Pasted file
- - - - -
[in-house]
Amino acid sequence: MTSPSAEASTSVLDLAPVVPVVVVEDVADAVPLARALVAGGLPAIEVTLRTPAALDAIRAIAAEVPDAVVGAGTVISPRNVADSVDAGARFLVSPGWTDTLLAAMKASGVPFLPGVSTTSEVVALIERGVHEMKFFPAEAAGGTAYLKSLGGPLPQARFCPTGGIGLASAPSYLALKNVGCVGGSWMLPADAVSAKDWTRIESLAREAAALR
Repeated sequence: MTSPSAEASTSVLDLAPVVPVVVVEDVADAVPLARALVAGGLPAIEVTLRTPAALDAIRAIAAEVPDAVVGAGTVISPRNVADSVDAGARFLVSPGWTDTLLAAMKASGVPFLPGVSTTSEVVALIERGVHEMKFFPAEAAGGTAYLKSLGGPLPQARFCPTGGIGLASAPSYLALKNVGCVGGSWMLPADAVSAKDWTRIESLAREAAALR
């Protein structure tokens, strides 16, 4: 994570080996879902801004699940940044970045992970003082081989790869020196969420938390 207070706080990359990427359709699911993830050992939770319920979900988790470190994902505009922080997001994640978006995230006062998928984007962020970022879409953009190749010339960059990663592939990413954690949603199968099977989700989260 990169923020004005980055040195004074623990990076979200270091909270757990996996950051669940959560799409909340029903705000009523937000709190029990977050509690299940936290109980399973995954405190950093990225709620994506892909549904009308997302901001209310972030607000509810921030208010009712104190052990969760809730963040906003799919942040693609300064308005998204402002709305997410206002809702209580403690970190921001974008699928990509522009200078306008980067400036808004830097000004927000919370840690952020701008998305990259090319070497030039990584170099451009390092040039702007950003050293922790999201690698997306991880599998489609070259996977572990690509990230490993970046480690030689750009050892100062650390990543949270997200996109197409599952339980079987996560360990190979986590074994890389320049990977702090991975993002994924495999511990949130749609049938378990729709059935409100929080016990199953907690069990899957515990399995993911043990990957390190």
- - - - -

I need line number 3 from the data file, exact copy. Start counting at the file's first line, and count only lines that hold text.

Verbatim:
Repeated sequence: MTSPSAEASTSVLDLAPVVPVVVVEDVADAVPLARALVAGGLPAIEVTLRTPAALDAIRAIAAEVPDAVVGAGTVISPRNVADSVDAGARFLVSPGWTDTLLAAMKASGVPFLPGVSTTSEVVALIERGVHEMKFFPAEAAGGTAYLKSLGGPLPQARFCPTGGIGLASAPSYLALKNVGCVGGSWMLPADAVSAKDWTRIESLAREAAALR